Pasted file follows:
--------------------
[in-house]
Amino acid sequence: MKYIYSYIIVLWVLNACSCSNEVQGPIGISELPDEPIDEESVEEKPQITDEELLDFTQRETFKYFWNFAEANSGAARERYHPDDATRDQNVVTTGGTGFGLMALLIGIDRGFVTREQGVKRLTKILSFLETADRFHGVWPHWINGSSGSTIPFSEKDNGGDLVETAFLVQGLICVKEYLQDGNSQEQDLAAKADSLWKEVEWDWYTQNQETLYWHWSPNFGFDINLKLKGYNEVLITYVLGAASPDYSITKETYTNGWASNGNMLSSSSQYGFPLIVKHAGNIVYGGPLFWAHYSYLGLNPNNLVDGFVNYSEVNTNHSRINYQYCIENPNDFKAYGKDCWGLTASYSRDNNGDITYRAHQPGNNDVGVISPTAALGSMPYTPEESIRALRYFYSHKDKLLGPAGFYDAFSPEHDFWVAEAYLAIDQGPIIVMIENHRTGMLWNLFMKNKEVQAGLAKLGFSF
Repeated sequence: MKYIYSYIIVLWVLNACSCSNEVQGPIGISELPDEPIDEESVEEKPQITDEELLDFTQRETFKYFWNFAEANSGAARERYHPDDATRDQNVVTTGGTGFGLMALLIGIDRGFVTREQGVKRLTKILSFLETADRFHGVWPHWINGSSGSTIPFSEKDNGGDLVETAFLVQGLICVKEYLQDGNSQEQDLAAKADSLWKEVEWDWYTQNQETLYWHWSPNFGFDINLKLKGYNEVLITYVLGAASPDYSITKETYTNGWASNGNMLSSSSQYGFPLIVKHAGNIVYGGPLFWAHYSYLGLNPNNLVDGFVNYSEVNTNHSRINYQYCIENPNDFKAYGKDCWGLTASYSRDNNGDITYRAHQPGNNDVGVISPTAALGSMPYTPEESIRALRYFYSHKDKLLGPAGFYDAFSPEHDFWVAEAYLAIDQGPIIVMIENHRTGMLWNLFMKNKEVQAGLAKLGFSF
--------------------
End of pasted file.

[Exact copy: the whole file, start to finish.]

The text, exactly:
[in-house]
Amino acid sequence: MKYIYSYIIVLWVLNACSCSNEVQGPIGISELPDEPIDEESVEEKPQITDEELLDFTQRETFKYFWNFAEANSGAARERYHPDDATRDQNVVTTGGTGFGLMALLIGIDRGFVTREQGVKRLTKILSFLETADRFHGVWPHWINGSSGSTIPFSEKDNGGDLVETAFLVQGLICVKEYLQDGNSQEQDLAAKADSLWKEVEWDWYTQNQETLYWHWSPNFGFDINLKLKGYNEVLITYVLGAASPDYSITKETYTNGWASNGNMLSSSSQYGFPLIVKHAGNIVYGGPLFWAHYSYLGLNPNNLVDGFVNYSEVNTNHSRINYQYCIENPNDFKAYGKDCWGLTASYSRDNNGDITYRAHQPGNNDVGVISPTAALGSMPYTPEESIRALRYFYSHKDKLLGPAGFYDAFSPEHDFWVAEAYLAIDQGPIIVMIENHRTGMLWNLFMKNKEVQAGLAKLGFSF
Repeated sequence: MKYIYSYIIVLWVLNACSCSNEVQGPIGISELPDEPIDEESVEEKPQITDEELLDFTQRETFKYFWNFAEANSGAARERYHPDDATRDQNVVTTGGTGFGLMALLIGIDRGFVTREQGVKRLTKILSFLETADRFHGVWPHWINGSSGSTIPFSEKDNGGDLVETAFLVQGLICVKEYLQDGNSQEQDLAAKADSLWKEVEWDWYTQNQETLYWHWSPNFGFDINLKLKGYNEVLITYVLGAASPDYSITKETYTNGWASNGNMLSSSSQYGFPLIVKHAGNIVYGGPLFWAHYSYLGLNPNNLVDGFVNYSEVNTNHSRINYQYCIENPNDFKAYGKDCWGLTASYSRDNNGDITYRAHQPGNNDVGVISPTAALGSMPYTPEESIRALRYFYSHKDKLLGPAGFYDAFSPEHDFWVAEAYLAIDQGPIIVMIENHRTGMLWNLFMKNKEVQAGLAKLGFSF